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PNS Daily Newscast - April 20, 2018 


The DOJ delivers the Comey memos to Congress. Also on our rundown: More evidence that rent prices are out of reach in many markets; Wisconsin counties brace for sulfide mining; and the Earth Day focus this weekend in North Dakota is on recycling.

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Report: New Federal Guidelines Threaten Freedoms for Some Groups

President Donald Trump's executive order in May 2017 instructed Attorney General Jeff Sessions to "issue guidance interpreting religious liberty protections in Federal law." (Matt Johnson/flickr)
President Donald Trump's executive order in May 2017 instructed Attorney General Jeff Sessions to "issue guidance interpreting religious liberty protections in Federal law." (Matt Johnson/flickr)
April 9, 2018

NASHVILLE, Tenn. — New guidelines from the Trump administration that claim to protect religious freedoms may actually infringe on more freedoms than they protect.

A new report from the Center for American Progress found the "religious exemptions" open the door for discrimination across dozens of federal agencies and programs. The guidelines limit enforcement of protections if government employees, or third parties that get federal funds, decide not to provide services because they feel it goes against their religious beliefs.

Study co-author Sharita Gruberg, associate director for the LGBT research and communications project at the Center for American Progress, said while freedom of religion is a core American value, her group's findings show the administration appears to be interested in securing those values only for a select few.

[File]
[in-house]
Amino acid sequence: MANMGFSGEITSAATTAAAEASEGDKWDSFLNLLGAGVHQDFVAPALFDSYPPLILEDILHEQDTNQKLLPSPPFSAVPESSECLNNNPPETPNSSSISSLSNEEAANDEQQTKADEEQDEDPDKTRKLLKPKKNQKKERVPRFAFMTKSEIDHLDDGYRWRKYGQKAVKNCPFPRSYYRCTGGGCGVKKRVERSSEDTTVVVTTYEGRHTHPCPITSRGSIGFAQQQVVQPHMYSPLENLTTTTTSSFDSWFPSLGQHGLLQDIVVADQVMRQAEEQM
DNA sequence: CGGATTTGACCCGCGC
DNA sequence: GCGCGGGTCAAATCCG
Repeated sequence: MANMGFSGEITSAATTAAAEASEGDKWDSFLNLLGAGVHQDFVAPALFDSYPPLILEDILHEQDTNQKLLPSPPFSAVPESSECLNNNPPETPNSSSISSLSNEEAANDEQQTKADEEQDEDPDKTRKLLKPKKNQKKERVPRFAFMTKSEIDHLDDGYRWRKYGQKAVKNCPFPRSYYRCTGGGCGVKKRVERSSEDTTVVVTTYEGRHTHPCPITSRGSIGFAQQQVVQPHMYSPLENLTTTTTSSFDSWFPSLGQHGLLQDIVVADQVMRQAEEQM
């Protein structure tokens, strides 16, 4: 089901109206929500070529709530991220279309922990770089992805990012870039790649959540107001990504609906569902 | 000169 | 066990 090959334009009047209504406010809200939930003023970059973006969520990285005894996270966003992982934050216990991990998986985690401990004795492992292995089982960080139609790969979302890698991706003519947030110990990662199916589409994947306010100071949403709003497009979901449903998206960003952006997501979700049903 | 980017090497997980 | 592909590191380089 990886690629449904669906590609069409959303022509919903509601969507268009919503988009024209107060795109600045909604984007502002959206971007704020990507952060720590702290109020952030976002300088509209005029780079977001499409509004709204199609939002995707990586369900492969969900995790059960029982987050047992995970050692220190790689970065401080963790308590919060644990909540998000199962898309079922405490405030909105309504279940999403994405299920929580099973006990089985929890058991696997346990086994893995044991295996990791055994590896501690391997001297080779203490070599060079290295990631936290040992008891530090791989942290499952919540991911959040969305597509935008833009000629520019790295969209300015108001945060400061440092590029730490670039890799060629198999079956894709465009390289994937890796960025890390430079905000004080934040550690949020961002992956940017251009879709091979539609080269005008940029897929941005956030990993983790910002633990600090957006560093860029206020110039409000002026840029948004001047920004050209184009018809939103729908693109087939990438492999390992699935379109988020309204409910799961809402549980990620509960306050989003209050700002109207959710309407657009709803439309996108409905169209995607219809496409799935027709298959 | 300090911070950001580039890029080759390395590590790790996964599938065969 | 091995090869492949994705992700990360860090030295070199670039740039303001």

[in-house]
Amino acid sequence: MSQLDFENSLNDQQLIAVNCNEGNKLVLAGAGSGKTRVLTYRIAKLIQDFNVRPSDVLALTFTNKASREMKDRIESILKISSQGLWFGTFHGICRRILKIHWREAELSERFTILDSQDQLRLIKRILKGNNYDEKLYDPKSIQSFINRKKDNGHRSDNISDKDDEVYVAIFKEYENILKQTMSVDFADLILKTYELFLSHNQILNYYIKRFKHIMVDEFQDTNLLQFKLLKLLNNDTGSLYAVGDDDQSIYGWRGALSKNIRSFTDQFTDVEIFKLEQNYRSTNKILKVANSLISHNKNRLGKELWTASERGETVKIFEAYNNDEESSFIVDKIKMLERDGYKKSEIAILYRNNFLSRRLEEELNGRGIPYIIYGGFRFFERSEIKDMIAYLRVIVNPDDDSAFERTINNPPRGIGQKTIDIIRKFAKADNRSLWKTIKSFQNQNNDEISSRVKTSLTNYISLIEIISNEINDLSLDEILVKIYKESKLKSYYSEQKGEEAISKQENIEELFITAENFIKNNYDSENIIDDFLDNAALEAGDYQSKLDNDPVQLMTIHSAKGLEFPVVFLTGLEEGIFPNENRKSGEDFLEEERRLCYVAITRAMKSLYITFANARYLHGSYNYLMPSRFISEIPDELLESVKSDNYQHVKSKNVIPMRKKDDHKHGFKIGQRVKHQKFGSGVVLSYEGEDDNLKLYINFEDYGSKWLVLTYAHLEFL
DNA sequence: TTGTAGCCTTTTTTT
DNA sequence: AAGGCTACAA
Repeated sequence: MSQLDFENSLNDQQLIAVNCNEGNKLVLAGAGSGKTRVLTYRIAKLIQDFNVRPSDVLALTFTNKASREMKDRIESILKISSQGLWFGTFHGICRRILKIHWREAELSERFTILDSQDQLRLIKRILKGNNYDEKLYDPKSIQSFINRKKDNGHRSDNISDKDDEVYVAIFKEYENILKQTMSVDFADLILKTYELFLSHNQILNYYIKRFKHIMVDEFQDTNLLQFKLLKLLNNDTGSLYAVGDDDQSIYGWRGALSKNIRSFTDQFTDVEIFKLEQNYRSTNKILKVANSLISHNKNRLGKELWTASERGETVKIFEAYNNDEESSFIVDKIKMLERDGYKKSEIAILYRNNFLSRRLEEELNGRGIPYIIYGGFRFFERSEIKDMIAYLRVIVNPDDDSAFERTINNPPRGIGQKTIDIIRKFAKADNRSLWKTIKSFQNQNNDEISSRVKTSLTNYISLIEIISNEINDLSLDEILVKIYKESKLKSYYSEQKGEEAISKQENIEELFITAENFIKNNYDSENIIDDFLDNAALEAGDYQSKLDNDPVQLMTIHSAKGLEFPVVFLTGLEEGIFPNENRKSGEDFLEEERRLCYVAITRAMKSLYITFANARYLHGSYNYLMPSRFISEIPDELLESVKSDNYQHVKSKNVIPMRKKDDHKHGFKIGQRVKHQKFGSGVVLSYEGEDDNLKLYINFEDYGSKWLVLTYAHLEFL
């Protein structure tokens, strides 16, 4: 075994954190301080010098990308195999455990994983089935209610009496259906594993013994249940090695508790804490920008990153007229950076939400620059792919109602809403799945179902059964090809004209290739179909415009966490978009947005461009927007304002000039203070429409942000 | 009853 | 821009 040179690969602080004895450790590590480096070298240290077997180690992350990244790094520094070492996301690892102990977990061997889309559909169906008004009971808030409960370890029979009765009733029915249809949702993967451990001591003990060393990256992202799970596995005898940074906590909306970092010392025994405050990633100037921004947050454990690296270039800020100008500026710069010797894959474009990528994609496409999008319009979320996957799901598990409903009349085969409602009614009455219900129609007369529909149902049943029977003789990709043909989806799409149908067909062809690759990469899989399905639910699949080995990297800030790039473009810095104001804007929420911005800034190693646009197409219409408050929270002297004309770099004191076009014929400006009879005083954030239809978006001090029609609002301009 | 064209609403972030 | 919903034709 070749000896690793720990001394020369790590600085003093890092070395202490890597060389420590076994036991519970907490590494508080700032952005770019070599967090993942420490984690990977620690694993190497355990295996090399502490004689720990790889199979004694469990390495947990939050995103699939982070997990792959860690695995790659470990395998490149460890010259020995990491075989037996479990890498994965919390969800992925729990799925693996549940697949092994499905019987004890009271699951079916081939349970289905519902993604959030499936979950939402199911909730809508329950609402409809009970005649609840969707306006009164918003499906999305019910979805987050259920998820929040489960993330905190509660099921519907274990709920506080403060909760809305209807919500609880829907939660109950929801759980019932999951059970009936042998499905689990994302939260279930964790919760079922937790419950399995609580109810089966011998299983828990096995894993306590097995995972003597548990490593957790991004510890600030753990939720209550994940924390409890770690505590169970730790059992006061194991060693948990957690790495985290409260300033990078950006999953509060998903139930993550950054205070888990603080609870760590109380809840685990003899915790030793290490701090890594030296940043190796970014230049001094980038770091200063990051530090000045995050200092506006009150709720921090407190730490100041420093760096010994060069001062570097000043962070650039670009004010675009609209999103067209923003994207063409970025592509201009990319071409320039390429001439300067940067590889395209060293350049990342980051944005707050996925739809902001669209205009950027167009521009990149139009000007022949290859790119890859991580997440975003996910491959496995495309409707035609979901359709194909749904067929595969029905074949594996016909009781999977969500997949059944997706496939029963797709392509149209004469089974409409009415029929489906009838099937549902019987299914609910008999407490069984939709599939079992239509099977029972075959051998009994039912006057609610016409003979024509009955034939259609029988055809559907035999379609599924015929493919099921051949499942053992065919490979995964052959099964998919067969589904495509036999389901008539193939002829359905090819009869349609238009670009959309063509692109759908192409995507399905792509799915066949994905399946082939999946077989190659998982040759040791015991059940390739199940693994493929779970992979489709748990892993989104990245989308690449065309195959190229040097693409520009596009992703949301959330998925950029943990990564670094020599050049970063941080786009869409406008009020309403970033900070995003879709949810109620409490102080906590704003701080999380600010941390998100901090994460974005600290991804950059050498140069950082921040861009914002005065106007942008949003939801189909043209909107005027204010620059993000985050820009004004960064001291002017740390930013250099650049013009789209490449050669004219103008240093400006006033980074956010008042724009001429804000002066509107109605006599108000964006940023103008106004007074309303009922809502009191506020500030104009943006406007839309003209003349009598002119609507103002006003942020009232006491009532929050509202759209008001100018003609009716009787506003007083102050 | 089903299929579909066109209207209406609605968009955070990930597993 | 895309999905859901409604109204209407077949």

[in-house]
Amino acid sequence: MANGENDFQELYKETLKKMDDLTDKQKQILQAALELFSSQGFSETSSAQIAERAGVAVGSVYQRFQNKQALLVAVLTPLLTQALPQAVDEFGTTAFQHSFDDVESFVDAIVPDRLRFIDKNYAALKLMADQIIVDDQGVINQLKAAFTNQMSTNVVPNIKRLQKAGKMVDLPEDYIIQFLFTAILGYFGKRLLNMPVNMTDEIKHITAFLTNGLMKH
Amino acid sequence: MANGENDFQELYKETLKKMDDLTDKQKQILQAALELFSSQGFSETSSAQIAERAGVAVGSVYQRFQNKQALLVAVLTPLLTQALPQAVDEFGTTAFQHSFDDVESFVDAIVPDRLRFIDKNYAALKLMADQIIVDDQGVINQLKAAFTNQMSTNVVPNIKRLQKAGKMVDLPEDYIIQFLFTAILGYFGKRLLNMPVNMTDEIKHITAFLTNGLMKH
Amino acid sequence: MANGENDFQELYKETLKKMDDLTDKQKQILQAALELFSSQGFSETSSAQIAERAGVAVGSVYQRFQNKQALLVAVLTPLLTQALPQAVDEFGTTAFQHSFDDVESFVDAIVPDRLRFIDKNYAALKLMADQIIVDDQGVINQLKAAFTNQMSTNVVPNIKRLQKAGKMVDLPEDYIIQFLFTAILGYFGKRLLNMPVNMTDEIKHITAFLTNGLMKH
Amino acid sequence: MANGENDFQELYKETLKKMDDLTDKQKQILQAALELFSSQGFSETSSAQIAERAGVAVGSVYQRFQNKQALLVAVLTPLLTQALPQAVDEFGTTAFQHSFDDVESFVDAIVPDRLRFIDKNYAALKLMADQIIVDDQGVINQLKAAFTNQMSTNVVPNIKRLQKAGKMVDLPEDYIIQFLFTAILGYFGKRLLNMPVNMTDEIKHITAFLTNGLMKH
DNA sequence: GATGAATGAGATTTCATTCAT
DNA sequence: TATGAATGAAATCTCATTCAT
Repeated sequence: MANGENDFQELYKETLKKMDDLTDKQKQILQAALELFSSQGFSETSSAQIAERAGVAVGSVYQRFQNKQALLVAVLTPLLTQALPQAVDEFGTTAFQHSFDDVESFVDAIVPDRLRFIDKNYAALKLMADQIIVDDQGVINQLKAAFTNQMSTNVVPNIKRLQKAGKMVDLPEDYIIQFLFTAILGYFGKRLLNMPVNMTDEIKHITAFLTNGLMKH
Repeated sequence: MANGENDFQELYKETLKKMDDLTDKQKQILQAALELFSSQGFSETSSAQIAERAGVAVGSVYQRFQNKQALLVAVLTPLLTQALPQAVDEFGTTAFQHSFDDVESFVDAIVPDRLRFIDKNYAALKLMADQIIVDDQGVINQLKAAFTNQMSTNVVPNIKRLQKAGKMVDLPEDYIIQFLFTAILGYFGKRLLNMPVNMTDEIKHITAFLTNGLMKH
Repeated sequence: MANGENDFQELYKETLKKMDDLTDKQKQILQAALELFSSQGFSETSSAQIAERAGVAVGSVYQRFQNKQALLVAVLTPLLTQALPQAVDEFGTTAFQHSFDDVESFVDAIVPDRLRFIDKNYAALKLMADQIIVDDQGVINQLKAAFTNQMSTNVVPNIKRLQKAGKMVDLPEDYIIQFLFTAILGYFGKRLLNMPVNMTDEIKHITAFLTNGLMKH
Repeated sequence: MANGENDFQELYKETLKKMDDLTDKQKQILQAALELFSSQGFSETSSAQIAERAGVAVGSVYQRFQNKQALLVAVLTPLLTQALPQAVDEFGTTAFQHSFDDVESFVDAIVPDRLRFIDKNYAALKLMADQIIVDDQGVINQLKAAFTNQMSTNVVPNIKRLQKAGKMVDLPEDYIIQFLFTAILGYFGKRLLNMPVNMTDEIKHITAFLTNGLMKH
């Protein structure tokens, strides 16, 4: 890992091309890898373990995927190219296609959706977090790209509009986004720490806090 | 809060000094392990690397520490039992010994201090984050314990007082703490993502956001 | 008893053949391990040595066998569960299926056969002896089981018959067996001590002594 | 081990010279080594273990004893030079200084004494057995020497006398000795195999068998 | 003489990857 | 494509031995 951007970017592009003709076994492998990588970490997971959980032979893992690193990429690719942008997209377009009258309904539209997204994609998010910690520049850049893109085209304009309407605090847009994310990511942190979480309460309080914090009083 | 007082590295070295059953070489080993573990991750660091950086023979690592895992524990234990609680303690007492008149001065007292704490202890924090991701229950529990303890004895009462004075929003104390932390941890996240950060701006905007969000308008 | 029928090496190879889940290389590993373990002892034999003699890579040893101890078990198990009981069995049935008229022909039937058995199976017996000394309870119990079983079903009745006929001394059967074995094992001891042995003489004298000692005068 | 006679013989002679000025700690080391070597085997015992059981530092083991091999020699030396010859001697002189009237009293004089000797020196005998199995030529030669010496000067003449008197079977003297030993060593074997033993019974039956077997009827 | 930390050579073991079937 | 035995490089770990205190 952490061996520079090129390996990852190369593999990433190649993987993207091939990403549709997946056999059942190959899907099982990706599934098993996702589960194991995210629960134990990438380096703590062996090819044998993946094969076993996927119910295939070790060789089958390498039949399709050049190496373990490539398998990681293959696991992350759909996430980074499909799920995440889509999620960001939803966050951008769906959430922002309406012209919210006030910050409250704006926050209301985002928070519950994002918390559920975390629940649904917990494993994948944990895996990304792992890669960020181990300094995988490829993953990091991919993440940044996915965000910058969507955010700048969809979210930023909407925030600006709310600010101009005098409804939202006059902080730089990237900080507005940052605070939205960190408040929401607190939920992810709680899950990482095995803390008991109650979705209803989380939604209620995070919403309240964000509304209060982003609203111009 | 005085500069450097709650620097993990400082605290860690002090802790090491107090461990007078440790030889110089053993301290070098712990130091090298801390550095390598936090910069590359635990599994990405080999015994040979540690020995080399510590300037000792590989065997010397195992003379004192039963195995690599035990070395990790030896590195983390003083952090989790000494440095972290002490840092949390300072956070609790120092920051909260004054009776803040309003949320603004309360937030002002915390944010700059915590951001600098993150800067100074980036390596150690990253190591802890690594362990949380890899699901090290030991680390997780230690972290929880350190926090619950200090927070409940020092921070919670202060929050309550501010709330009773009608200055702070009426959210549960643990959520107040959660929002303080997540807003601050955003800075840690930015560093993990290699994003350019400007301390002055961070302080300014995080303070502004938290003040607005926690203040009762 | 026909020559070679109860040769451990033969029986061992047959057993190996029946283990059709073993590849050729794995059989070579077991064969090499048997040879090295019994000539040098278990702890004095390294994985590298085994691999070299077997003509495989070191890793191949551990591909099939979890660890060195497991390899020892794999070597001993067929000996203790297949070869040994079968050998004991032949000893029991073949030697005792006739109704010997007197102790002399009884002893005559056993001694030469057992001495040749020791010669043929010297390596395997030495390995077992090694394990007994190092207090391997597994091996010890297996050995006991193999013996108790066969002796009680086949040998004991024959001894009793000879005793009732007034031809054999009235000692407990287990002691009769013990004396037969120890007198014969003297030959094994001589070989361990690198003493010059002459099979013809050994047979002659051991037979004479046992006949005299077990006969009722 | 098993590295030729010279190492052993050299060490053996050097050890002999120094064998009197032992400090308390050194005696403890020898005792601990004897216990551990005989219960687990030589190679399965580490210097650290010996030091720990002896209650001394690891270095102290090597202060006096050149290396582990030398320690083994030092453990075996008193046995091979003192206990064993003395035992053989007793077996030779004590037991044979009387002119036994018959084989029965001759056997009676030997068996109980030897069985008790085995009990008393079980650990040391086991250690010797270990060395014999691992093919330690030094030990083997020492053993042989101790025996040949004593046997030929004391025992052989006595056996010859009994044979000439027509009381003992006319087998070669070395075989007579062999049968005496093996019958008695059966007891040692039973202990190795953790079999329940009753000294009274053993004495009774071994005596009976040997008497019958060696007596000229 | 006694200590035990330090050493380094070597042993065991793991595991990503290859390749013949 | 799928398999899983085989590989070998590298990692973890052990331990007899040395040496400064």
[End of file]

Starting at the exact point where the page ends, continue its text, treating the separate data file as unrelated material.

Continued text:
"Namely those who have more conservative viewpoints, that are anti-women's reproductive rights, anti-LGTBQ equality,” Gruberg said. “Those are the very particular religious viewpoints that have been elevated by this administration."

Gruberg said the guidelines, issued by Attorney General Jeff Sessions in October, already are having an impact. Last week, Air Force Secretary Heather Wilson reversed a discrimination ruling, claiming a colonel's refusal to recognize the same-sex spouse of a retiring master sergeant was justified based on his religious views.

Gruberg said under the guidelines, hospital workers could refuse to provide emergency contraception to sexual assault survivors and government contractors could deny housing to LGBT youths, if it conflicted with their religious beliefs. She argued that freedom of religion was meant to prevent government intrusion, but pointed out those liberties have limits - especially when they infringe on the rights of others.

"And the problem with religious liberty as it's been interpreted by Jeff Sessions is that he's upholding religious viewpoints above other rights,” she said.

The report said the fact that the administration is prioritizing religious liberty doesn't necessarily mean it's legal. While some high-profile cases will be decided in court, Gruberg said it's also important for average Americans to sound the alarm if they experience discrimination.

Stephanie Carson/Roz Brown, Public News Service - NC